# How does Impedance matching equation work out from original link?

How do you get those two equations? They do not look like a voltage divider formula, do they?

Questions repeated here:

So lets try that: 475+(50∗56.5)/(50+56.5)=501.5

So this shows that it works.

But as you can see there are 2 unknowns, ie R1 and R2 . So you need atleast two equations. The one I did above was looking in from the source side. You can form a similar equation from the load side and solve simultaneously:

• Hi. Maybe repeat the circuit in your question in case the original changes.
– RJR
Commented May 13, 2020 at 19:49
– vin
Commented May 21, 2020 at 14:58

They're basic series and parallel impedance combinations, based on the fact that the impedance looking into a transmission line terminated with its characteristic impedance is equal to the characteristic impedance.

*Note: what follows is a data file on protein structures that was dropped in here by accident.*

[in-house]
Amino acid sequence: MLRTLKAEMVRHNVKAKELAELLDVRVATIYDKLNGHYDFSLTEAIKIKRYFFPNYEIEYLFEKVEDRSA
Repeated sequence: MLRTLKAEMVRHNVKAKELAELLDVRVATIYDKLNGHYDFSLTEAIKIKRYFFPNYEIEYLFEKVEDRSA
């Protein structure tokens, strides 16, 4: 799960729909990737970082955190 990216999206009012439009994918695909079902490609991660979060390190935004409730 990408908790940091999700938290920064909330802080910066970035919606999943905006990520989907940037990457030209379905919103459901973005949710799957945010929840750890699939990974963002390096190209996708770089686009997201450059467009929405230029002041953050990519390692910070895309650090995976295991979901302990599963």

• Thank you, Photon.
– vin
Commented May 6, 2020 at 9:22

The answer is: "Resistances in series and parallel."

Consider the 56.2Ω resistor. It is in parallel with the 50Ω impedance presented by the transmission line. Resistances in parallel are equivalent to Requiv = R1R2/(R1+R2). Thus the 56.2Ω and the 50Ω together act as (56.2)(50)/(56.2+50) = 26.46Ω. Thus the input sees the input resistor 475Ω in series with this 26.46Ω which is 501.46Ω which I suppose is close enough for the purposes of that post.

To derive the formulas, replace "56.2" with (variable) "R1" and "50" with "Z" (where I am using "Z" to represent the impedance of the transmission line). The 475Ω resistor -- call it R2. Introduce a 4th variable (say Zi) to represent the final input impedance (in that case, 500Ω).

The rest is algebra; solve for R1 and R2 in terms of Z and Zi. Two equations, two unknowns.

Also be aware that the value [ab / (a+b)] is equal to [ 1 / (1/a + 1/b) ] as you can easily verify.